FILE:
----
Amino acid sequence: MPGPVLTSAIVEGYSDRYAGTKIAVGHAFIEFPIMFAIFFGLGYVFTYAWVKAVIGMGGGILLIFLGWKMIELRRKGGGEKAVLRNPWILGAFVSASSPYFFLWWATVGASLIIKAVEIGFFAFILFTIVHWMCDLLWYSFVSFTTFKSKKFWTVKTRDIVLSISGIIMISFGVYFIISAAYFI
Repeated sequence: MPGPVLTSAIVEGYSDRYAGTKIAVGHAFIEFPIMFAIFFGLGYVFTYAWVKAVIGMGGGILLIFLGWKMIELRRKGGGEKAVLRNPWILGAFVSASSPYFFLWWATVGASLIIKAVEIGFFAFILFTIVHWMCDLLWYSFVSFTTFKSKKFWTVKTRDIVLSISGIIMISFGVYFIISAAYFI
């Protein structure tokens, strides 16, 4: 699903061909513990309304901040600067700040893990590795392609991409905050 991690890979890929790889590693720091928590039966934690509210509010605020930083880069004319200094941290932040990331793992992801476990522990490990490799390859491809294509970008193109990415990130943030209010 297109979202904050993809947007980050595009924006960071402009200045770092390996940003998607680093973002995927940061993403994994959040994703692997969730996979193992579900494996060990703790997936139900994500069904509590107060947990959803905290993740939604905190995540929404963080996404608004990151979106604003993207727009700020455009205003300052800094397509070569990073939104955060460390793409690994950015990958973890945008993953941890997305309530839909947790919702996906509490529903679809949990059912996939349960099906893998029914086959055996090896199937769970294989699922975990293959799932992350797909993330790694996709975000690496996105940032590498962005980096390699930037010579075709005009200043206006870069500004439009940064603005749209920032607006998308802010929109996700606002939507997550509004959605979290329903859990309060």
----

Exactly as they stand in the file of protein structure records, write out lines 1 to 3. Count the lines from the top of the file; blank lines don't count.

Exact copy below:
Amino acid sequence: MPGPVLTSAIVEGYSDRYAGTKIAVGHAFIEFPIMFAIFFGLGYVFTYAWVKAVIGMGGGILLIFLGWKMIELRRKGGGEKAVLRNPWILGAFVSASSPYFFLWWATVGASLIIKAVEIGFFAFILFTIVHWMCDLLWYSFVSFTTFKSKKFWTVKTRDIVLSISGIIMISFGVYFIISAAYFI
Repeated sequence: MPGPVLTSAIVEGYSDRYAGTKIAVGHAFIEFPIMFAIFFGLGYVFTYAWVKAVIGMGGGILLIFLGWKMIELRRKGGGEKAVLRNPWILGAFVSASSPYFFLWWATVGASLIIKAVEIGFFAFILFTIVHWMCDLLWYSFVSFTTFKSKKFWTVKTRDIVLSISGIIMISFGVYFIISAAYFI
């Protein structure tokens, strides 16, 4: 699903061909513990309304901040600067700040893990590795392609991409905050 991690890979890929790889590693720091928590039966934690509210509010605020930083880069004319200094941290932040990331793992992801476990522990490990490799390859491809294509970008193109990415990130943030209010 297109979202904050993809947007980050595009924006960071402009200045770092390996940003998607680093973002995927940061993403994994959040994703692997969730996979193992579900494996060990703790997936139900994500069904509590107060947990959803905290993740939604905190995540929404963080996404608004990151979106604003993207727009700020455009205003300052800094397509070569990073939104955060460390793409690994950015990958973890945008993953941890997305309530839909947790919702996906509490529903679809949990059912996939349960099906893998029914086959055996090896199937769970294989699922975990293959799932992350797909993330790694996709975000690496996105940032590498962005980096390699930037010579075709005009200043206006870069500004439009940064603005749209920032607006998308802010929109996700606002939507997550509004959605979290329903859990309060």